Sunita Narain, Director General of Centre for Science and Environment (CSE), a New Delhi-based research and advocacy body, stressed the need for the implementation of a water conservation law on the lines of energy conservation law.
She was speaking after releasing the seventh State of India’s Environment Report titled ‘Excreta Matters’ at a programme jointly organised by CSE and Arghyam, an NGO, here on Thursday. The report is based on a survey of 71 Indian cities, including Bangalore, Tumkur and Hubli-Dharwad, on how they have managed their water and sewage.
Acknowledging that water conservation law might not be the only solution to all the problems, she said that she will be suggesting to the Union government not to release funds (under JNNURM and other projects) to cities unless they reduce the waste generated. “Cities need to become prosperous without using more water” she said.
According to the data collected from the cities, the per capita water supply is relatively high. “A lot of water is lost in distribution. Just 5 per cent of water trickles down the slums. Over 30 per cent of water bodies are lost in the country,” she added.
“We need to plan for reuse of sewage by treating water locally and rejuvenating the groundwater and lakes, ” She added. She also lamented over the rate at which groundwater is guzzled without any account.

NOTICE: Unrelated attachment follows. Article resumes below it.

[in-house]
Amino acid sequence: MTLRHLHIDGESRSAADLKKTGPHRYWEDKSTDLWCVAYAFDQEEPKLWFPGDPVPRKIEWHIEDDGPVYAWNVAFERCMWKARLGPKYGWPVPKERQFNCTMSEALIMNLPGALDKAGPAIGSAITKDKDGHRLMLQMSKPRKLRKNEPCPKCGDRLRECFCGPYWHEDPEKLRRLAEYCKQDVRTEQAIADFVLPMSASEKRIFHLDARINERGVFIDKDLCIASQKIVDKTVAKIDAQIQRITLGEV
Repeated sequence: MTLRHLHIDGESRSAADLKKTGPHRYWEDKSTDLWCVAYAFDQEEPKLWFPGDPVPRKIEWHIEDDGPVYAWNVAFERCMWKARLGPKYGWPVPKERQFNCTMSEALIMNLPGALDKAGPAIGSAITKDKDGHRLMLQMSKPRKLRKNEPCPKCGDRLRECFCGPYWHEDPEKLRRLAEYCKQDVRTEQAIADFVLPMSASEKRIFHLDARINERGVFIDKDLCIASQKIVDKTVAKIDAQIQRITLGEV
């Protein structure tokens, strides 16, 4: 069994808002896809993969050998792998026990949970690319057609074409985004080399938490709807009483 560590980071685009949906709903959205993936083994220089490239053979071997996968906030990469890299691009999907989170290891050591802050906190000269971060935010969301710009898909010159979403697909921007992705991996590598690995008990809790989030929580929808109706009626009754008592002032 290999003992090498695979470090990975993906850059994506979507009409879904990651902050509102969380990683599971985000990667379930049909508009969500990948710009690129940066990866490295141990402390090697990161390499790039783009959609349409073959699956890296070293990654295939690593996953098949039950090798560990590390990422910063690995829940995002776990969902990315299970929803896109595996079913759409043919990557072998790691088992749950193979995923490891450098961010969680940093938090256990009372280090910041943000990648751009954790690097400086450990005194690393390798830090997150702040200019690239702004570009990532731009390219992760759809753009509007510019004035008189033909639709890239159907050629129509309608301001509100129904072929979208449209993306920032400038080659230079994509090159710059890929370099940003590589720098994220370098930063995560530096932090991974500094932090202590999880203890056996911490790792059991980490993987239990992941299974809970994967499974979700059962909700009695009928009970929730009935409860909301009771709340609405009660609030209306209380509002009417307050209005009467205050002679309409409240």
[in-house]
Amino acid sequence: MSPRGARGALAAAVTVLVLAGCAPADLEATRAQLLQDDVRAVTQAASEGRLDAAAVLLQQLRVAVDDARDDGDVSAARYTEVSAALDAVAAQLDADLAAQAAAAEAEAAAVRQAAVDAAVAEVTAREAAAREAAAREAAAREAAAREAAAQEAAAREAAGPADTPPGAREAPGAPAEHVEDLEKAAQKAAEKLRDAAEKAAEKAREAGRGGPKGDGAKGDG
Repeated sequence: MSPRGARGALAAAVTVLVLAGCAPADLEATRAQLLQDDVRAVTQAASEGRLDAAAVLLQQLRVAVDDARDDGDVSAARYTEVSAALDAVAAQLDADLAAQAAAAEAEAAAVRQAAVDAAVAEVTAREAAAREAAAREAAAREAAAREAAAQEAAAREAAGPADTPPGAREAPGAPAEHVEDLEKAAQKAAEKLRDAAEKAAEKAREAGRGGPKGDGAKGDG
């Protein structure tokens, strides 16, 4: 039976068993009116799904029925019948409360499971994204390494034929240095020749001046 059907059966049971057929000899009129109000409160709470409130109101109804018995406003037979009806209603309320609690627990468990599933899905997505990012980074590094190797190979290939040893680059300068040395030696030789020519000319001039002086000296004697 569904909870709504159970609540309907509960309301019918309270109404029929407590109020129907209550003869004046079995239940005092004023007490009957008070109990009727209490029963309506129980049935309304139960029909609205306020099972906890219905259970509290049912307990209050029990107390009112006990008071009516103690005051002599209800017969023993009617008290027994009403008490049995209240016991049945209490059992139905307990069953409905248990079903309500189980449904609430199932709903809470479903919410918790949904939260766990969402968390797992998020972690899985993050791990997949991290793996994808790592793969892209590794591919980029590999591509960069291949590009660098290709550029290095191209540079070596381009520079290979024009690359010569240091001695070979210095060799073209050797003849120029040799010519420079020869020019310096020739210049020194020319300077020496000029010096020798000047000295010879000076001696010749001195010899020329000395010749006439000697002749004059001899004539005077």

A Ravindra, advisor to the state government on urban affairs and former chief secretary, said, “It is time for a sanitation revolution, CSE’s emphasis on sewage has come at the right time.”
BWSSB chairman Gaurav Gupta said, “The power cost of supplying Cauvery water is Rs 300 crore per year. Over a 30-year lifecycle, the operations and management expenditure will exceed the capital costs. People cannot bear this cost and therefore water must be treated as a finite resource.”
He further insisted on the inclusion of lessons on water supply and sewage system in the school curriculum.